Heroin, or diacetylmorphine, derives from opium and was developed in London in 1874 as a new therapeutic drug for the treatment of respiratory problems such as pneumonia, bronchitis and tuberculosis, as well as analgesic for acute cases of pain produced by injuries or painful and/or terminal diseases. At the beginning it was believed that heroin didn’t present addictive properties; however, the opposite was soon observed and nowadays presents one of the most devastating illegal drugs in our societies.
Since heroin is an opiate, the user cannot stop using this substance abruptly because the withdrawal symptoms are very complex and severe; the heroin must be replaced by another drug. Actually, the conventional treatment for heroin addiction consists in the use of substitution drugs such as methadone and buprenorphine. These drugs attach to the same receptors that heroin does, but have weaker effects, meaning the addict can control his/her life again. These treatments had shown their efficacy during the last two decades. Using these treatments, addicts have used illicit “street” heroin less. Therefore, these opioid drugs present the first-line response to the heroin addiction. However, the studies show that the treatment is not useful for some patients. Normally, these patients are chronic heroin-addicts that have tried several times to follow up a detoxification program.
This is an example of how negative results lead to a new and more efficient research that finally reports a benefit to the society. Considering these bad results in one group of patients, in 2012 The European Monitoring Centre for Drugs and Drugs Addiction published a report about a new heroin-assisted treatment. It was the results of several studies carried out by Dutch, German, Canadian and other research groups about the use of supervised injectable heroin for the treatment of these patients. This a controversial bet for this problem because many people may think that this is another way to give more heroin to heroin-addicts.
However, we must realize that supervised injectable heroin (SIH) treatment is the second line of response for this problem when the treatments with methadone fail, and the treatment must be strictly supervised by clinicians. Research with SIH started in Switzerland during the 90s. These investigations have shown that the patients treated with SIH reduced their use of illicit “street” heroin at a higher level than the patients treated with methadone, and in some cases they stopped using it completely. When the candidate presented an addiction to other drugs such as alcohol or cocaine, the reduction of consumption of these drugs was also observed, although to a lesser extent. On the other hand, the patients also developed significant improvements in psychological and physical health and social relationships, perhaps by reducing their criminal activities.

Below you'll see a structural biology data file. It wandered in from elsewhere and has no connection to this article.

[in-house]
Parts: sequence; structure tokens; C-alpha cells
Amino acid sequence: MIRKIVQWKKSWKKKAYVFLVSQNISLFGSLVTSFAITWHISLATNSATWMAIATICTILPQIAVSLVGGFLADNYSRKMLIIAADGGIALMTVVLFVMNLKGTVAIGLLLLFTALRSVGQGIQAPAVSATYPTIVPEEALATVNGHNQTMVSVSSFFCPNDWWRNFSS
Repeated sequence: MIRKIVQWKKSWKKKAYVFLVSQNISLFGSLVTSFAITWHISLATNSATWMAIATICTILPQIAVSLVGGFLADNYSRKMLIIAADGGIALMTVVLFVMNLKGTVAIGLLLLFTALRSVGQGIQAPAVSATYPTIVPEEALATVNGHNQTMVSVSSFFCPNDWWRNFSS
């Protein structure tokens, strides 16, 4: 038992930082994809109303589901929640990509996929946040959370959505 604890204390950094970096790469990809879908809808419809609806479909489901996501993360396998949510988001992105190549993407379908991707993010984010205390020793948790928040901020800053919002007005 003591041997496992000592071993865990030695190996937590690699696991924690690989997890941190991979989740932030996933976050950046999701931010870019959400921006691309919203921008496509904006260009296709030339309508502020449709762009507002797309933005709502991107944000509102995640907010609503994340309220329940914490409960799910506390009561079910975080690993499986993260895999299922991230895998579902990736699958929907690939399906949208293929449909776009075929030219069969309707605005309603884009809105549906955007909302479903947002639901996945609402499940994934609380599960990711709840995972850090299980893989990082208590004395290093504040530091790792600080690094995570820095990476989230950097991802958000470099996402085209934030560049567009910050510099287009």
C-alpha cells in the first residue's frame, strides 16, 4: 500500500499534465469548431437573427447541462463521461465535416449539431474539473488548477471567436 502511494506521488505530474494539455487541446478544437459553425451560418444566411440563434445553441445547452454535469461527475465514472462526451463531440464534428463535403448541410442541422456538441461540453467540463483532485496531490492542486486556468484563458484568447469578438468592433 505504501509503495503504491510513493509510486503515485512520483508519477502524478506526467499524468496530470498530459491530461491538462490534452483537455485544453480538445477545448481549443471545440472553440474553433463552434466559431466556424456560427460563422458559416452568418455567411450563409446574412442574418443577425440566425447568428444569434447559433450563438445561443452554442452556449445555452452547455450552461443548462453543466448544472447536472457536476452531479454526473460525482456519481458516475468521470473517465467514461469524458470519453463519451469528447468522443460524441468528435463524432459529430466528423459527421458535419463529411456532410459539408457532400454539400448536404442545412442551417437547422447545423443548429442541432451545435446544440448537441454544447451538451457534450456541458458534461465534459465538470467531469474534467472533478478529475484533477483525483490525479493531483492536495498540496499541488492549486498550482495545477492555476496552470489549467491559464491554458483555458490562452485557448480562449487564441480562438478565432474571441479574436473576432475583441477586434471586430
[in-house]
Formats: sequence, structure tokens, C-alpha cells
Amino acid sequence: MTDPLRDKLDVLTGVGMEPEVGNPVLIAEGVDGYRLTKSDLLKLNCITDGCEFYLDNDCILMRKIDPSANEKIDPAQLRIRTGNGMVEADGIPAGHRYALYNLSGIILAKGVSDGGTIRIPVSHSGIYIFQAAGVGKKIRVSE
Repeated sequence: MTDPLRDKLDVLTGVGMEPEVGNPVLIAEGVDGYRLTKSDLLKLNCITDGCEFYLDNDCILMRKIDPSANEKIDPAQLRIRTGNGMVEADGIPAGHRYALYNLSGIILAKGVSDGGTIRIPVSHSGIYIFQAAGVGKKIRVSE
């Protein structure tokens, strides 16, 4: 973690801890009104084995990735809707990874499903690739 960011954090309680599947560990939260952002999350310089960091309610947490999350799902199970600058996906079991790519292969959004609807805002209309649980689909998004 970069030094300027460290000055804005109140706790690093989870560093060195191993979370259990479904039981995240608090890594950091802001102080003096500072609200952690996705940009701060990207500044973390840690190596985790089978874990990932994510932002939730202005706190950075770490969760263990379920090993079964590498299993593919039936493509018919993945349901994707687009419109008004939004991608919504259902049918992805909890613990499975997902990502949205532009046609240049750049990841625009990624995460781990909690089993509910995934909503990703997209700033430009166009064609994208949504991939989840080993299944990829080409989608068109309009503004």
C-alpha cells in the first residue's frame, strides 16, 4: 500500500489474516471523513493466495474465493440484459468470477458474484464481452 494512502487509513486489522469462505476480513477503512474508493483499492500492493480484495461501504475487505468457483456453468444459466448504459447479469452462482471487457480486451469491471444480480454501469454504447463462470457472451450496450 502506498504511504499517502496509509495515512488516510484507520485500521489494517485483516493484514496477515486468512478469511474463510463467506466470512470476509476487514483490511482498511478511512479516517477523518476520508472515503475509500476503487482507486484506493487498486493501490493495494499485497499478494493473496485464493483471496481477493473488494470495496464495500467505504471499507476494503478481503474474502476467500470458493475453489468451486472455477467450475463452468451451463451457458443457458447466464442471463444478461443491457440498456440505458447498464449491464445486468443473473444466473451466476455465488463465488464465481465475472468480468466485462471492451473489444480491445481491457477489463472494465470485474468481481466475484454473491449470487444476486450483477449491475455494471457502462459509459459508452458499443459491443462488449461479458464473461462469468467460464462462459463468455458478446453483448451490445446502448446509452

However, this treatment is not free of side effects or aspects. The report of The European Monitoring Centre for Drugs and Drugs Addiction is an example recognizing and reporting the weak points of this treatment. First, the use of injectable heroin can produce more important adverse problems in the patients compared to the treatment with methadone, therefore, strict medical supervision is needed and more resources must be orientated in order to ensure the patient’s safety. Second, the cost of this treatment per patient compared with the cost of the methadone program per patient is very much higher.
The SIH program costs between 12700 and 20400 Euros/patient, while the methadone program costs are around 1600 and 3500 Euros/patient. This discrepancy in the costs between programs is because of the strict medical supervision needed in the SIH program in order to ensure the patient’s safety. The SIH program requires the presence of two clinicians for heroin administration and the clinics must be open at all hours in order to avoid the take-home dosages, which are completely disapproved. However, we must consider that in these costs the benefits for society because of the reduction of criminality are not included.
Finally, another example of how the bad and good results can be reported presenting both the good and bad aspects of a study can be found in The European Monitoring Centre for Drugs and Drugs Addiction report. In this report we can see a specific point in order to explain the efficacy of this treatment. The authors explain which studies had been selected in the report and which ones had been rejected and why. They explain in detail the results of all the studies considered.
Written by Dr. Daniel Jimenez and Dr. David Alcantara for The All Results Journals.